Should the third season of Millennium exist? It’s an interesting question to greet the audience with as we enter the third season of Millennium. We can debate to this day whether or not ‘The Time is Now’ was planned to be the finale or should have actually been the finale, but things being what they are, it wasn’t and as a result, Millennium returned to our screens.
To call the two-parter that opens the third season a mixed bag is something of an understatement. With Glen Morgan and James Wong not returning to the series, opting instead to go into movies, (the first of which would be the rather wonderful Final Destination), Millennium needed new showrunners. With Chris Carter and Frank Spotnitz putting more focus on the series after spearheading The X-Files onto the big screen the previous season, new writers were needed for the day-to-day running of the series.
The decision was made to put two writers in charge again, and unsurprisingly the decision was made to make Chip Johannessen one of those writers. Given the quality of his work and his ability to experiment with the series, putting Johannessen in charge as one of the main creative writers on the series made total sense. The other writer was a newcomer to the series, Michael Duggan, whose previous work had been in seminal television series such as Hill Street Blues and Law and Order and who had just come off the short-lived ABC series C-16: FBI.
Much of the talk prior to the premiere of Millennium‘s third season was how the series was going to get back to basics and try to get the series back onto a road similar to where it had been in its first year. Good in theory except, once again, in order to get back to where it was, Millennium delivers a pair of episodes that are essentially X-Files that have Frank Black running around them.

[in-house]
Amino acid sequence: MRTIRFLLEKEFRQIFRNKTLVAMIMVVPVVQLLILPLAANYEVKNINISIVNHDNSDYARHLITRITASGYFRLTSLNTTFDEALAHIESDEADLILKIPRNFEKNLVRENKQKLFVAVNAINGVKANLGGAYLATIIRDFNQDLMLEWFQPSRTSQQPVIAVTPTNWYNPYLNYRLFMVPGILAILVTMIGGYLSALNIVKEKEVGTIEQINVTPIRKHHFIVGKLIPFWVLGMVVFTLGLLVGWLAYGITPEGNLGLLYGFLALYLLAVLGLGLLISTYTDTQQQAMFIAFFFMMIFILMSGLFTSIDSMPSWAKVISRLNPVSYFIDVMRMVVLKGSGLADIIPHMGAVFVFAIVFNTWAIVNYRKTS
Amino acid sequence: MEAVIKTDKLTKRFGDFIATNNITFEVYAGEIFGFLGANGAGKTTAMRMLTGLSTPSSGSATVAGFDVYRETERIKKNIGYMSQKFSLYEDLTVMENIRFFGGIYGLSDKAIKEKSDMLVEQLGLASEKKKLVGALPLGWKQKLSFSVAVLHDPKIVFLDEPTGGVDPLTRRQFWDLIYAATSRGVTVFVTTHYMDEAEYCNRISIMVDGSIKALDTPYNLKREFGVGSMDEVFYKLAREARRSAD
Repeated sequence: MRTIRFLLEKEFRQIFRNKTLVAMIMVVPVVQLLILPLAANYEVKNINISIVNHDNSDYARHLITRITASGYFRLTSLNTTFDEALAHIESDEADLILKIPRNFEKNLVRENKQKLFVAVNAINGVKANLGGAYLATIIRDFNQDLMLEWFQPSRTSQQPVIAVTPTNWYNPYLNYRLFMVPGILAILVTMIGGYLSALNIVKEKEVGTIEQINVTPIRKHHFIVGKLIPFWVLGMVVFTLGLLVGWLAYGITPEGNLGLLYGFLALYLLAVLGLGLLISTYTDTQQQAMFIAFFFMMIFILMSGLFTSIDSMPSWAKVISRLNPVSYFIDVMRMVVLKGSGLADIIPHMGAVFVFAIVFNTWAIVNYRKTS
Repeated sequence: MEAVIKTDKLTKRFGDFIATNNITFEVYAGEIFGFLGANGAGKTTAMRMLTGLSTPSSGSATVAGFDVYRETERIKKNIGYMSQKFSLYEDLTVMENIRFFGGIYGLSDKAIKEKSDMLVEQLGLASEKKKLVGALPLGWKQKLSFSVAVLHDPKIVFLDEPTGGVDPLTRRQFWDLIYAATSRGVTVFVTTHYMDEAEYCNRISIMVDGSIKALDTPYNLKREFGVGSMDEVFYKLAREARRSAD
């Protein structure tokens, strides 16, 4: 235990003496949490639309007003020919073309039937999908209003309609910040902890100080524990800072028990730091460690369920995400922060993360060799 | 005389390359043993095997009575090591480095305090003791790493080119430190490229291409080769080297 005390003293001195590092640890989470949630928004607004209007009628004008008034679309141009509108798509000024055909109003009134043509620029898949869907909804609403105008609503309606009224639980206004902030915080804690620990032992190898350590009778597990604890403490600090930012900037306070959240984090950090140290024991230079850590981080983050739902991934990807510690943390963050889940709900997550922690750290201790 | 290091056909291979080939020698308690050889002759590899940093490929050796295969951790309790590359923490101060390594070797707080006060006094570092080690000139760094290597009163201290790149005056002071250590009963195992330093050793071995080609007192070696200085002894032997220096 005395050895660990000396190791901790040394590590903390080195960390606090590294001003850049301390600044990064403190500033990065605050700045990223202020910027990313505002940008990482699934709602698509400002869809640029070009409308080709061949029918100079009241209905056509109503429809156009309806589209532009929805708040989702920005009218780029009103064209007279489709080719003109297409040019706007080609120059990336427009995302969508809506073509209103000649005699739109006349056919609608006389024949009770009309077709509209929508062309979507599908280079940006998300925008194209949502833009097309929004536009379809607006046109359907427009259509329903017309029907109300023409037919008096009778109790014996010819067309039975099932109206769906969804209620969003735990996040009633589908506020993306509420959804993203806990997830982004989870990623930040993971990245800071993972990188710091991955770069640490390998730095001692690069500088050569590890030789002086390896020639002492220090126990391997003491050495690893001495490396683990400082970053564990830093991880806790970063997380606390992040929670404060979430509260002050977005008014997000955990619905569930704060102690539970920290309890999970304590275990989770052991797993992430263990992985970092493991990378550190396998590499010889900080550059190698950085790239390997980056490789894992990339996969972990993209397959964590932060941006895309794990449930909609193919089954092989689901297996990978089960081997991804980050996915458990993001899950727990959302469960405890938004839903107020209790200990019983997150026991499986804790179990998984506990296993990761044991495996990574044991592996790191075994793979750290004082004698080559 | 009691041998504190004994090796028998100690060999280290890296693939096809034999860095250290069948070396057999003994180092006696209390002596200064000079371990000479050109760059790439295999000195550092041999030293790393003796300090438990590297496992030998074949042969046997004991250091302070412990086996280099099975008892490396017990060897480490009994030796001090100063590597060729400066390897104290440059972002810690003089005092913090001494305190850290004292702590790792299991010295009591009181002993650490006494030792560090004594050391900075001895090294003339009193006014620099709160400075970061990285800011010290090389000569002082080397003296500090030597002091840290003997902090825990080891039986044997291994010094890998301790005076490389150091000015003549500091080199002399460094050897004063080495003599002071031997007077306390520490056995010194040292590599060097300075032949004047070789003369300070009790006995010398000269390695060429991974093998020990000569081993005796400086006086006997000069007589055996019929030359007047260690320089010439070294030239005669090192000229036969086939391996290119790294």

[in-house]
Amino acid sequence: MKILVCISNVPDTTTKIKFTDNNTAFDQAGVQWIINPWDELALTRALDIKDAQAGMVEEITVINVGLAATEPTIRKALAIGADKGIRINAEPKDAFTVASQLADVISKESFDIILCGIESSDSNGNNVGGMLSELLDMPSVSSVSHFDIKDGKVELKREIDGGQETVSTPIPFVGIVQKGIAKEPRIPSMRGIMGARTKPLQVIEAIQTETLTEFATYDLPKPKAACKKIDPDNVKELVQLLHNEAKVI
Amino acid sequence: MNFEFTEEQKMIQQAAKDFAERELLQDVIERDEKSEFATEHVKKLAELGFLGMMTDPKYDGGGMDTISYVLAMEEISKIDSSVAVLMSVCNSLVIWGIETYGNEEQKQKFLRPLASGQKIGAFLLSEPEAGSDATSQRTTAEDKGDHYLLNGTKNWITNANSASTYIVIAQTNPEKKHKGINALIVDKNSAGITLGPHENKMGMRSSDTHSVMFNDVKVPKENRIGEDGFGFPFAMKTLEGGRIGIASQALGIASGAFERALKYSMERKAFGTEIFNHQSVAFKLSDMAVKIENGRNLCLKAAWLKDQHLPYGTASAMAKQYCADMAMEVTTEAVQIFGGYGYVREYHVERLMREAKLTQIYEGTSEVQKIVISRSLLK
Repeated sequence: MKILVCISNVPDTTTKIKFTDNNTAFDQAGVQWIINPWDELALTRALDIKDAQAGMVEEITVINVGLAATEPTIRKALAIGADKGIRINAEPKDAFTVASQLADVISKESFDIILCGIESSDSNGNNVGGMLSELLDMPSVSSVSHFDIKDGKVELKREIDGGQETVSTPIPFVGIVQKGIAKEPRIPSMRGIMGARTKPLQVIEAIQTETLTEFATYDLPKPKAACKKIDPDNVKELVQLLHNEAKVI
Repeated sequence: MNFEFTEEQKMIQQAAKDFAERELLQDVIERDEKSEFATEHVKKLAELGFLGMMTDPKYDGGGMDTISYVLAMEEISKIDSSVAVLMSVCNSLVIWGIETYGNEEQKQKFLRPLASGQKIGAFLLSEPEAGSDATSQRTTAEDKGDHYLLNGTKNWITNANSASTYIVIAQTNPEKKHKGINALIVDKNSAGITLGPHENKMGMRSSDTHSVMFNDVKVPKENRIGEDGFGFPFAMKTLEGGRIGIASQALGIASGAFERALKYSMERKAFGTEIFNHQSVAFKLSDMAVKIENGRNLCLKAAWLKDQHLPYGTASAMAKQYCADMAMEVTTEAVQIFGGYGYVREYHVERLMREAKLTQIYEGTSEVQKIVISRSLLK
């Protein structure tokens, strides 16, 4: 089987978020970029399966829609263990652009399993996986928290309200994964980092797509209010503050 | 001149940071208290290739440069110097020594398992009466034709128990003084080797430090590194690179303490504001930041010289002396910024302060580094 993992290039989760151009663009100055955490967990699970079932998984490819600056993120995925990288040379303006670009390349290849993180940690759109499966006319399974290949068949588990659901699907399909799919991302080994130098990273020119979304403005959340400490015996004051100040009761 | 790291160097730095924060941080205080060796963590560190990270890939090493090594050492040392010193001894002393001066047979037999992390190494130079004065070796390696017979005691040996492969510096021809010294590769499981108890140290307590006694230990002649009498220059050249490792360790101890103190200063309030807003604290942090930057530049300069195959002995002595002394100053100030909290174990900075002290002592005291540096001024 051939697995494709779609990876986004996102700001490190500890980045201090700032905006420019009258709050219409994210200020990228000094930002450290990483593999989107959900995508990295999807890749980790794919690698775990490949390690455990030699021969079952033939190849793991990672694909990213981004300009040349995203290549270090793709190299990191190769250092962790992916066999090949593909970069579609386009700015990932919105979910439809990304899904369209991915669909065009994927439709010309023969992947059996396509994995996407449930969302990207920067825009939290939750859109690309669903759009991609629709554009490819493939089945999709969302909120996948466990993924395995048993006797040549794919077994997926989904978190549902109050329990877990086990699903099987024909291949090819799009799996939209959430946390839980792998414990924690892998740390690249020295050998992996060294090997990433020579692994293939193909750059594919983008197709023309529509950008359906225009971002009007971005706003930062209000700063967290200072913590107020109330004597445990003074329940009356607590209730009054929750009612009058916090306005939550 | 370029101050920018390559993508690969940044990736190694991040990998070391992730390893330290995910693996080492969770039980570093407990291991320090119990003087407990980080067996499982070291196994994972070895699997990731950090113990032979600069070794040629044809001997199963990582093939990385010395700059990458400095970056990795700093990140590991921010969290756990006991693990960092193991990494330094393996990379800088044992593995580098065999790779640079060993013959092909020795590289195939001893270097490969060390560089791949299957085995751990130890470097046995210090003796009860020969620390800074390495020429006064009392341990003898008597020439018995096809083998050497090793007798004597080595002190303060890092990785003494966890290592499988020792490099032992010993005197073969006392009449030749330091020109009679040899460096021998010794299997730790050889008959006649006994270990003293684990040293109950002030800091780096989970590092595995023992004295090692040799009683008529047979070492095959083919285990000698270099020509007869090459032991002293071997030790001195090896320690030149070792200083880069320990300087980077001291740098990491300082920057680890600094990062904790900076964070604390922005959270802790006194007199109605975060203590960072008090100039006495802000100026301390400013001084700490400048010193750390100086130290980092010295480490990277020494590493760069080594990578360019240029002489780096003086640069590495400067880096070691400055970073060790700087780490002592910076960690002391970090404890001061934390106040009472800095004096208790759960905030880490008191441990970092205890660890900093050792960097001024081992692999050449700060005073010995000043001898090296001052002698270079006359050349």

Wait a minute, I hear you cry, didn’t the world end last season? In a slice of retconning that is either brilliant or naively terrible, the explanation that is given is that the world didn’t end and that the virus that was on the loose only affected the Pacific Northwest. As an explanation to explain away the end of the world, it gets the series back to a procedural format for sure; whether or not it works is hard to tell.
The series throws itself back into a sense of normality as best it can, and admittedly once we’re past the teaser and credit sequence and we catch up with Frank and Jordan, there is enjoyment to be had in seeing the characters we care about and where they are now. For a series that put out a lot of talk of trying to ignore what happened last year, Millennium really can’t, and certain things do still have to stick: Catherine is dead; Frank has left the Group, who are now facilitating the role of antagonists, represented by Peter Watts who is now effectively a villain of the series; and Frank is now working for the FBI again as a consultant, working out of the FBI Academy in Quantico, and reporting to new boss Andy McLaren (Vancouver actor Stephen E. Miller who you will instantly recognise from his numerous appearances as various characters throughout The X-Files).
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The series also takes the time to bring in a new regular character: Emma Hollis, played by Klea Scott. It would have been so easy to be afraid that the series was going to try to turn itself into an X-Files clone through having a central male and female pairing solving mysteries, but right away the series tries to do something different; Hollis is younger than Black, she’s African-American, and the relationship between her and Frank instantly positions itself as a mentor/protegé one.
Even more brilliantly, Hollis is likeable. In lesser hands, her eagerness to work with Frank and partner up with him could have been annoying, but by the end of the second hour Hollis has managed to slot into the series brilliantly and going forward the relationship between them will become one of the best aspects of the season.
As for the episodes that are launching the series and the audience into this new season of Millennium – oh dear. What we have here is a plane crash, clones, lots of running around, a paranoid atmosphere, great production values, and a half-hearted attempt at both dealing with last season, but also an equally half-hearted attempt at pretending it didn’t happen.